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Author Topic: Pro-Jesus Jews paid Rick Santorum  (Read 1970 times)
Torie
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« on: March 22, 2012, 05:53:13 pm »
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This little contretemps does not bother me in the slightest (I really don't care what religious sect folks subscribe to, nor how they label themselves, unless we sink down to the Scientologist level or something), but it may hurt Rick with those Orthodox Jews (as well as other Jews for that matter perhaps) who have not yet found their way to Jesus. According to the Orthodox Jewish guy I talked to about redistricting in NYC, Rick has some rather substantial support among registered Pub Orthodox Jews, including from himself - tentatively at least. He thinks Rick will run better than Mittens in Ohio against Obama among other things.  Everyone has their own opinion.

I find it interesting however, because I recently met the daughter of my next door neighbor who is a self described messianic "Jew" who has embraced Christ, who lives in Utica, New York, poor thing. She is a strong Santorum supporter. Her still Jewish parents are going to vote for Obama.  Anyway, this tends to connect the dots a bit. When it comes to religion, Rick has a certain psychological intensity about it, which is unusual for politicians in my experience.

Everyone carves their own path in life don't they?
« Last Edit: March 22, 2012, 05:59:02 pm by Torie »Logged

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« Reply #1 on: March 22, 2012, 06:45:04 pm »
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That's fine with me if Santorum accepts a paid speaking engagement to a Jewish group who believe Jesus is the Savior.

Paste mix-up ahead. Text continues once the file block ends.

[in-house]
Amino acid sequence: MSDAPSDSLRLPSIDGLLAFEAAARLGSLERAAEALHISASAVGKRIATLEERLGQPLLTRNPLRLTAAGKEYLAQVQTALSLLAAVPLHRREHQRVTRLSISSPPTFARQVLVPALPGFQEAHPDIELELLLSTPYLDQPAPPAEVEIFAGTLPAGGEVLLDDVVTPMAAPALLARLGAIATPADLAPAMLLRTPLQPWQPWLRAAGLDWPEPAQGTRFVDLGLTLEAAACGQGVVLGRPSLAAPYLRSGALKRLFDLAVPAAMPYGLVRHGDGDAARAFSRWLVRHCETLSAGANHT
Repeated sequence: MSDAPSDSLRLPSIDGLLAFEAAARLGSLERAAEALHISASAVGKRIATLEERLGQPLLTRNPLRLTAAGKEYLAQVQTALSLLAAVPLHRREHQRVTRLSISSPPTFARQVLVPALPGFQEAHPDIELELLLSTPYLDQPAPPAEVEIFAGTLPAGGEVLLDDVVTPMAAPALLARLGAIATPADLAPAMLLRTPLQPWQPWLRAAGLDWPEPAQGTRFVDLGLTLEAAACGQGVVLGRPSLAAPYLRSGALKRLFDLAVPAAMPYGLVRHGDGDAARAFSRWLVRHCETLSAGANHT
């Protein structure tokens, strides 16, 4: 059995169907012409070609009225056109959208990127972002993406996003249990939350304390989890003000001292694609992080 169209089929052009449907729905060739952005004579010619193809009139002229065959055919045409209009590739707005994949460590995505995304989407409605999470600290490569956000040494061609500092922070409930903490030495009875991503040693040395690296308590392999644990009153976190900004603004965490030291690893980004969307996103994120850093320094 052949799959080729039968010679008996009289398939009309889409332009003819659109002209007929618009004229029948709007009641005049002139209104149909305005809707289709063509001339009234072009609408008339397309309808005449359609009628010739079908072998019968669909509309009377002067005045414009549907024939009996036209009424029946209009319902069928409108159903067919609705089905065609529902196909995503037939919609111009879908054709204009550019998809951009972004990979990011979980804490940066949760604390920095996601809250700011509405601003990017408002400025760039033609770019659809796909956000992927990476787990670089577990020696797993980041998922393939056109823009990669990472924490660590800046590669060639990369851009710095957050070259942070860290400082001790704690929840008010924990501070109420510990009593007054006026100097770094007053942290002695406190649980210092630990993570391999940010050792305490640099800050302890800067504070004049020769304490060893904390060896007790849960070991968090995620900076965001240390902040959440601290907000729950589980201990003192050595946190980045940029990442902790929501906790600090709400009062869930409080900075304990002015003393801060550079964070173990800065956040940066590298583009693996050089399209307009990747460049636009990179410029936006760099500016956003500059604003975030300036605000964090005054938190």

What I find interesting is that, according to this article, Santorum previously failed to disclose $95,000 in speaking fees he received.

Now this is hardly the way that a good Christian should be acting, especially when he's running around the country constantly telling everyone how they should be behaving.  

The Messianic Jewish Alliance of America paid Santorum $6,000 to speak at its 2010 annual conference, according to a filing released Wednesday showing a total of nearly $95,000 in speaking fees that Santorum previously failed to disclose.
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« Reply #2 on: March 22, 2012, 07:17:02 pm »
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« Reply #3 on: March 22, 2012, 08:36:31 pm »
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Hopefully, Rick "disclosed" his speaking fee income on his tax return. I assume that he did. I assume that Rick is not a crook. Absent that, since Rick was not in public office at the time, just why does he have some duty to reveal to the public the exact source of his streams of income, assuming those streams are legal?  Granted, I can understand opposition research digging into it. That is all part of the game.

I wonder what the "filing" was that disclosed it?  That confuses me.
« Last Edit: March 22, 2012, 08:38:17 pm by Torie »Logged

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« Reply #4 on: March 22, 2012, 08:40:12 pm »
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Well, if he only spoke at some event, this might not matter too much. If he expresses strong support for their missionary work in the Jewish community, that would be more serious, especially if they can get it on tape.
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« Reply #5 on: March 22, 2012, 11:01:32 pm »
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So some Jews who converted to Christianity support Rick Santorum. Uh, who cares?